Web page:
What is Metabolic Syndrome?

You might have heard the term “metabolic syndrome” and envisioned it as some sort of specific disease, but it’s not quite a “disease” in the typical sense. Metabolic syndrome is better described as a health state in which you are at an increased risk for conditions like diabetes, hypertension, and heart disease.

Metabolic syndrome has been defined in a few different ways. Here are a couple of different explanations:

Depending on how many metabolic risk factors you have, you could be classified as having “metabolic syndrome.” The four health states listed under the NCEP/ATP III definition can be considered as “risk factors” for metabolic syndrome. There are a lot of science-y words in that definition, so let’s break it down.

  • Central obesity: Fat accumulation in the abdominal area, which is particularly associated with obesity and its negative effect on health.
  • Dyslipidemia: Unhealthy levels of lipids (fat) in your body. This could either be too-low levels of “good” HDL cholesterol, too-high levels of “bad” cholesterol “LDL,” or too-high levels of triglycerides (TGs) – a type of fat saved as energy when your body can’t use all of the calories you’ve consumed.
  • Hypertension: It’s basically common knowledge that high blood pressure isn’t a good thing, but why is that again? When you have high blood pressure, it means your heart and arteries are working extra hard to pump blood through the body. Remember, blood carries nutrients and oxygen that all of your cells rely on to survive.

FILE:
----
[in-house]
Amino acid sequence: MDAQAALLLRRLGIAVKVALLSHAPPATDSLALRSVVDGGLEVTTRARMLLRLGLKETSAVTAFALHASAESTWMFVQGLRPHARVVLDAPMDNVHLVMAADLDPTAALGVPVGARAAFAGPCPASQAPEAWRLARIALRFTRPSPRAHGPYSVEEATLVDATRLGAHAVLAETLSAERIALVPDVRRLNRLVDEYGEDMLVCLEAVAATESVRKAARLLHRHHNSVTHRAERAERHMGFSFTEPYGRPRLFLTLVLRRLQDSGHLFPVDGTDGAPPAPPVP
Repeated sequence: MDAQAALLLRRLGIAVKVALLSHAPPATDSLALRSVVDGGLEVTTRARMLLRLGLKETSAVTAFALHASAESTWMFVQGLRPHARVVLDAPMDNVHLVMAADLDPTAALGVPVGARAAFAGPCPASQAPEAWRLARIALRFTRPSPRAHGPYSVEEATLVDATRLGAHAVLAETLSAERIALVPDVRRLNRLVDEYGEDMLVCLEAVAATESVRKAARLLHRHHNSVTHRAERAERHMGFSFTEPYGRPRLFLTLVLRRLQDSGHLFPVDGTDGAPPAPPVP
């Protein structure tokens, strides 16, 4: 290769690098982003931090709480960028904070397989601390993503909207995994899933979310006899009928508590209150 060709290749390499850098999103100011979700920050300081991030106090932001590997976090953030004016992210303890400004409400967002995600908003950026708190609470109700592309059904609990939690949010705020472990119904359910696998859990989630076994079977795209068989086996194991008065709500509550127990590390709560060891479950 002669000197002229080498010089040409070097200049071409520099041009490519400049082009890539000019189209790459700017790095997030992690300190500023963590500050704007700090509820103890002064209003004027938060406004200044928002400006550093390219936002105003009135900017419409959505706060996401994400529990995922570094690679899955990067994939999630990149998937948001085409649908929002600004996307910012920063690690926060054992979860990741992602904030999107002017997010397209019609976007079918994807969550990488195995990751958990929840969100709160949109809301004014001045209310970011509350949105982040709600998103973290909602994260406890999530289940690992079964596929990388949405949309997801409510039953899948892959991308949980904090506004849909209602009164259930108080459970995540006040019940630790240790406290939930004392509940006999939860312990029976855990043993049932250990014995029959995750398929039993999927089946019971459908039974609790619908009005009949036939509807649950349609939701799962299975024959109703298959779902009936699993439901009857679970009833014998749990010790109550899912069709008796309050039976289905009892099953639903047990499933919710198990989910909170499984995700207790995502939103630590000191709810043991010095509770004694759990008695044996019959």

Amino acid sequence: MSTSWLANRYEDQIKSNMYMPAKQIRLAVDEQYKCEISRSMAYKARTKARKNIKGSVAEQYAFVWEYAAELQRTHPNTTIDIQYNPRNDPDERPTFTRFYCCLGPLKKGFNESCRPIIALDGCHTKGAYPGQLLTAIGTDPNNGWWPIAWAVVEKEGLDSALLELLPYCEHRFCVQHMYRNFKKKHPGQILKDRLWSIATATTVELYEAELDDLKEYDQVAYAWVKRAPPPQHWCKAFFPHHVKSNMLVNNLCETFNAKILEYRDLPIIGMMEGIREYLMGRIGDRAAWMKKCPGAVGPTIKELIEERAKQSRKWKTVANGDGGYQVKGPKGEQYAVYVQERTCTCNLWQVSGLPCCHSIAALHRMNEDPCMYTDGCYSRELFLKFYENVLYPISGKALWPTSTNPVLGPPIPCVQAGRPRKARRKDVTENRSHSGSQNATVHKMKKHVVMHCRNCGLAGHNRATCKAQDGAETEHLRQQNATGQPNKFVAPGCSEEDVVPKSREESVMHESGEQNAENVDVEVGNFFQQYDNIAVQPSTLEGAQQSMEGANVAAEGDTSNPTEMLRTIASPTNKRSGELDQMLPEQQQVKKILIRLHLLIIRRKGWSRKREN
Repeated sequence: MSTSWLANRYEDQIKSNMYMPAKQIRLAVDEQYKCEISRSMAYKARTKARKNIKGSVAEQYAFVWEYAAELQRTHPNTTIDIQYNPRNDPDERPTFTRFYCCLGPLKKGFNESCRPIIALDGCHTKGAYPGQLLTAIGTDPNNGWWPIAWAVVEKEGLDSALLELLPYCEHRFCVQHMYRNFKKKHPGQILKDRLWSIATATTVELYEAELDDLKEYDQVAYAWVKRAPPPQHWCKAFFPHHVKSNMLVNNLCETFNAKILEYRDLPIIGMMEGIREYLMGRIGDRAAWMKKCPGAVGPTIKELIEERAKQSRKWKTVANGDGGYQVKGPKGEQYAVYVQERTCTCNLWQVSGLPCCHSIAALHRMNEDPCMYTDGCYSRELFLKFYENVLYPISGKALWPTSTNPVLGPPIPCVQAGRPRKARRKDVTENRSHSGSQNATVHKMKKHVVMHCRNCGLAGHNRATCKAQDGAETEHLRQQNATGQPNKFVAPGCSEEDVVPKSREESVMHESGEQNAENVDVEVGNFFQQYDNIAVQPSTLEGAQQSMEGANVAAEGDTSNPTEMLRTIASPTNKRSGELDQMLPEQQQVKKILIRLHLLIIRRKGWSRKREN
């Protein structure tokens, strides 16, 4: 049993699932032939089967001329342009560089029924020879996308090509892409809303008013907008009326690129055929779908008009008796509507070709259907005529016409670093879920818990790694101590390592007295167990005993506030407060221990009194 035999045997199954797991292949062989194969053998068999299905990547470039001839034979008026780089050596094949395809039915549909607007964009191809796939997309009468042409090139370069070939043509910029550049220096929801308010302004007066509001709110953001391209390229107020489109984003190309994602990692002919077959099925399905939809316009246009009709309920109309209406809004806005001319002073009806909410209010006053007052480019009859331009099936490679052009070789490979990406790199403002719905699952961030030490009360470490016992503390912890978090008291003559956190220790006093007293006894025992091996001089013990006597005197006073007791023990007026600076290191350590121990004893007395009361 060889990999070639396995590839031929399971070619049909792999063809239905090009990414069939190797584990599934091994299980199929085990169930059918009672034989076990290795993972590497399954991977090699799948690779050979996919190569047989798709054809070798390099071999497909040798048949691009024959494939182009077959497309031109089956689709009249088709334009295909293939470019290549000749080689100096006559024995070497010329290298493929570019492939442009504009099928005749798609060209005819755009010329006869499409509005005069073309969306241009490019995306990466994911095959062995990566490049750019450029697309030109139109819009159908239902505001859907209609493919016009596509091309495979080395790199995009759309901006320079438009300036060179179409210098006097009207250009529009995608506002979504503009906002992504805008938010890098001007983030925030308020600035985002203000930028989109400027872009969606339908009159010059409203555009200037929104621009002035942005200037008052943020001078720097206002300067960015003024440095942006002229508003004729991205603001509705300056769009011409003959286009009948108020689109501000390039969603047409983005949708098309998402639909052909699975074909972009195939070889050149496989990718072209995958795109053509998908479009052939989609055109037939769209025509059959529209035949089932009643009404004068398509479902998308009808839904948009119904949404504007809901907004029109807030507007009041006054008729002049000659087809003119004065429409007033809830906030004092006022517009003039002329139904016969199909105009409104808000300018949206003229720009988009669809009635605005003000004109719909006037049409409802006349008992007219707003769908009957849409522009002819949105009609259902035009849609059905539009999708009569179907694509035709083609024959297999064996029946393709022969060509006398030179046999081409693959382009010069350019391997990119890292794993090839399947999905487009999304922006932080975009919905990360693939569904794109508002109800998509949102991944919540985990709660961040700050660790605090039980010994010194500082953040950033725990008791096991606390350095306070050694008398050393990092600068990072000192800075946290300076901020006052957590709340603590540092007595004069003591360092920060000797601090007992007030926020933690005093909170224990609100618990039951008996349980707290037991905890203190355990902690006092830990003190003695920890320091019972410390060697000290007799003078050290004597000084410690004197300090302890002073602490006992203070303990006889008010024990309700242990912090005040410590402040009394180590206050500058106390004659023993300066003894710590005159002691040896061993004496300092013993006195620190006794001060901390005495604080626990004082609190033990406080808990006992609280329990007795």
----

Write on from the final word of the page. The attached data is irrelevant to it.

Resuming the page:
• Insulin resistance: People develop type 2 diabetes when their cells form a resistance to insulin. Insulin is the hormone that facilitates the use of glucose for energy, so when cells aren’t responding to it, glucose levels in the blood increase. High blood glucose levels cause a myriad of problems, plus it means that your cells aren’t getting the glucose they need.

Mechanisms Behind Metabolic Syndrome

Metabolic changes leading to heart disease, diabetes, and hypertension don’t happen overnight. Lifestyle choices like diet and physical activity levels play a huge role in metabolic syndrome development, but some factors are unavoidable. For example, risk for metabolic syndrome increases with age.

Physiological changes in the body as a result of certain lifestyle choices like poor diet and low exercise levels lead to underlying, systemic inflammation, and oxidative stress. These metabolic changes are what ultimately lead to conditions like heart disease, diabetes, and hypertension.

Prevent or Manage

A healthy diet and active lifestyle can help prevent metabolic syndrome (and a lot of disease, really), but these qualities can also help manage metabolic syndrome if you’ve already started to develop it. Healthy food and physical activity support the liver and help your body better manage glucose.

For example, antioxidants found in micronutrients and phytonutrients like vitamin C, vitamin E, and beta-carotene can address oxidative stress. Antioxidants also promote healthy glucose metabolism and diabetes prevention, and they are associated with reduced risk of heart disease.

Ultimately, the solution here isn’t shocking. Eat healthy food. Be active. Reduce your risk of metabolic syndrome.

(*drops the spinach*)

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